VPN, Proxy 'No Internet' Bug Fix Released for Win10

John Lister's picture

Microsoft has fixed a Windows 10 bug that meant some users, particularly those running VPNs or proxy servers, couldn't get online. It's an optional update designed only for those who experienced the problem.

The bug came to light last week, which was about as bad timing as it gets given the increase in the number of people now working from home. As is now a familiar issue, it seems to have been introduced by a previous update to Windows 10.

The problem appears to have affected people running either proxy servers or virtual private networks. Though they use different techniques, both are designed to add an extra layer of security to Internet connections. (Source: techradar.com)

That's particularly relevant when people are working remotely and need to send confidential business data to and from their workplaces. However, some home users also run proxies or VPNs to access sites with restricted geographical access or to communicate when fearing government surveillance.

False 'No Connection' Status

The specific effects of the bug vary. In some cases specific applications were unable to communicate over the Internet, causing significant problems.

In other cases, the Internet connection was actually working but Windows displayed either a "limited" or "no Internet connection" status, causing confusion and irritation. (Source: windowscentral.com)

It appears the problem caused widespread complaints as Microsoft has issued a rare "out of band" update, which is often informally known as an emergency patch. That's usually reserved only for serious security bugs.

Fix Is Optional Update

Microsoft says users should only install the fix if they've experienced the problems. To do so, users should visit this page.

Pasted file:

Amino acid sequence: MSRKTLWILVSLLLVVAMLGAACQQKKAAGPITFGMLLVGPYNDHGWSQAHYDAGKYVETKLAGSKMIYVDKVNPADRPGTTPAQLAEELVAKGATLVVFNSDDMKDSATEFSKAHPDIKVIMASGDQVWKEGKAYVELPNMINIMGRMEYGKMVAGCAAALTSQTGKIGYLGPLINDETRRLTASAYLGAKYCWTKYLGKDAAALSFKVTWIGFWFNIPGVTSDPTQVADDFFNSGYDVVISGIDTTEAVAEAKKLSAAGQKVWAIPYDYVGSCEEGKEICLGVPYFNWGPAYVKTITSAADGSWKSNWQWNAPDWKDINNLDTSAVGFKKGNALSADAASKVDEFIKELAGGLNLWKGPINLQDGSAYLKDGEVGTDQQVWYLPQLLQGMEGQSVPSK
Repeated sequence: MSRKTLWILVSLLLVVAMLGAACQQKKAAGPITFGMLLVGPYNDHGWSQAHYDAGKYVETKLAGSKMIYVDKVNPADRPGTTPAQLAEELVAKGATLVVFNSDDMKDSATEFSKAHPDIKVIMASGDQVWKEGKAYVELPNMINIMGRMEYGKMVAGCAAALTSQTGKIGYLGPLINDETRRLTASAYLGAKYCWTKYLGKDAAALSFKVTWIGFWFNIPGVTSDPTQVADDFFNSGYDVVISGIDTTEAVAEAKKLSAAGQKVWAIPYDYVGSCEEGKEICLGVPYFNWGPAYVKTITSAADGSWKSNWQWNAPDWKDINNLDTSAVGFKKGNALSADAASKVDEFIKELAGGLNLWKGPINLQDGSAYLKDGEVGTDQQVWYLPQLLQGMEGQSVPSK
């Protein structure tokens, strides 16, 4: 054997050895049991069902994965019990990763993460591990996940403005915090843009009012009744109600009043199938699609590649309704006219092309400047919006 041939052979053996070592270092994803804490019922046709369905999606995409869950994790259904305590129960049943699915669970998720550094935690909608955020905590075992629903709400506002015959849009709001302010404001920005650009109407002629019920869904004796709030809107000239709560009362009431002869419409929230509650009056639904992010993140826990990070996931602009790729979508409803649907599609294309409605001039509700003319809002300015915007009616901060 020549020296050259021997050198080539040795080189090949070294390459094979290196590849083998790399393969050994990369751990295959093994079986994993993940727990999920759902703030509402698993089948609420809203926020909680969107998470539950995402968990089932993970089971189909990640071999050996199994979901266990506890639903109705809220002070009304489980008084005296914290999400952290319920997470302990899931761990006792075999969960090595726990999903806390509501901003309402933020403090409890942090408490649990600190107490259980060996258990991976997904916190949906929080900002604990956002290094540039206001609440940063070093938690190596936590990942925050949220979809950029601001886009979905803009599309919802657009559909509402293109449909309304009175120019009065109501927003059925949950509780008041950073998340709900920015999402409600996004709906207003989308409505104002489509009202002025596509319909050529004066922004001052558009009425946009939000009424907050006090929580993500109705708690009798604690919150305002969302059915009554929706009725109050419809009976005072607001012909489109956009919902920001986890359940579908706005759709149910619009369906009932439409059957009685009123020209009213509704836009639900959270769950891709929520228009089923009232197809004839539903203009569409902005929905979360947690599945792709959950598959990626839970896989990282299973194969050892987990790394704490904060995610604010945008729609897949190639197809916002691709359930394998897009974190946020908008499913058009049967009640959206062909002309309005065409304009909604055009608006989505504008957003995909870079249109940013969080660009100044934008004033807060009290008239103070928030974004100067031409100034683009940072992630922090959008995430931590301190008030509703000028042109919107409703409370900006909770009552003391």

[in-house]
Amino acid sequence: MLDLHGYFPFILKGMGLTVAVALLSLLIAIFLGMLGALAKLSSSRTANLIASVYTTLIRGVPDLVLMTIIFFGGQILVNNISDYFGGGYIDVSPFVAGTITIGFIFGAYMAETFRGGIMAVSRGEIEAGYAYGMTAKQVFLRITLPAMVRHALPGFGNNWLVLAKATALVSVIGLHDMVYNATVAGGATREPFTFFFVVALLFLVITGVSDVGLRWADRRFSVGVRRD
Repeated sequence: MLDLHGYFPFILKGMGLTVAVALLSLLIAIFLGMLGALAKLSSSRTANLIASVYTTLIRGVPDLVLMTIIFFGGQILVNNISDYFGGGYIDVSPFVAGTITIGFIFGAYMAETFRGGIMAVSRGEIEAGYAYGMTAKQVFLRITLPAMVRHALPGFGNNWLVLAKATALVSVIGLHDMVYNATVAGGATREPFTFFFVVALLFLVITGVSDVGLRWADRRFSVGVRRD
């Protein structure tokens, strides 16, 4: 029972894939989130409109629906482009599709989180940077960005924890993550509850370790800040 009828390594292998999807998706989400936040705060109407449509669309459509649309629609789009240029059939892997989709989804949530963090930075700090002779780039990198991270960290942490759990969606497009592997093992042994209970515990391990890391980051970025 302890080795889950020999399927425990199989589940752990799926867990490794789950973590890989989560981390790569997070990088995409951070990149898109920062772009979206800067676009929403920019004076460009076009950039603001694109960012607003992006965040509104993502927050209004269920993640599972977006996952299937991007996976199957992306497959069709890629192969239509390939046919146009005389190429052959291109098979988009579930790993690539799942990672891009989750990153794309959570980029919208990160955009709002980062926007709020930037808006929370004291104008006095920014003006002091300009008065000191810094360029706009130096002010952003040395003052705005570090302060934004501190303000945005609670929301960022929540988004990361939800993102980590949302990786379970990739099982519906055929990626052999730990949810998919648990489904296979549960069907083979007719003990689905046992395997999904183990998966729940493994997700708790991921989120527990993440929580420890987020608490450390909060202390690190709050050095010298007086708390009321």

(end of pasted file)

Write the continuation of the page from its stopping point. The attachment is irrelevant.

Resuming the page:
From here they can get specific instructions, but this depends on which version of Windows 10 is running. The quickest way to find out is to press the Windows key and the R key together, then type "winver" into the resulting text box, then press or click Enter. The resulting window will display the Windows 10 version number (1803, 1809, 1903, 1909, etc) and the build number. Build number 18363 corresponds to version 1909, for example.

What's Your Opinion?

Have you experienced this problem? Do you use a proxy server or VPN? Should Microsoft email customers about significant bugs and fixes or would you find this annoying?

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Comments

Unrecognised's picture

For months now I've experienced this or a similar problem. I use neither proxies nor a VPN.
After restarting the machine there's "no internet" and persistent "can't connect to that account" (can't remember exact wording). Because of this hassle, I rarely restart.
Fortunately, phone doesn't run Win 10, so i was able to source a few articles about it. Effective is the following:

Run -> cmd

netsh winsock reset
netsh int ip reset

ipconfig /release
ipconfig /renew

ipconfig /flushdns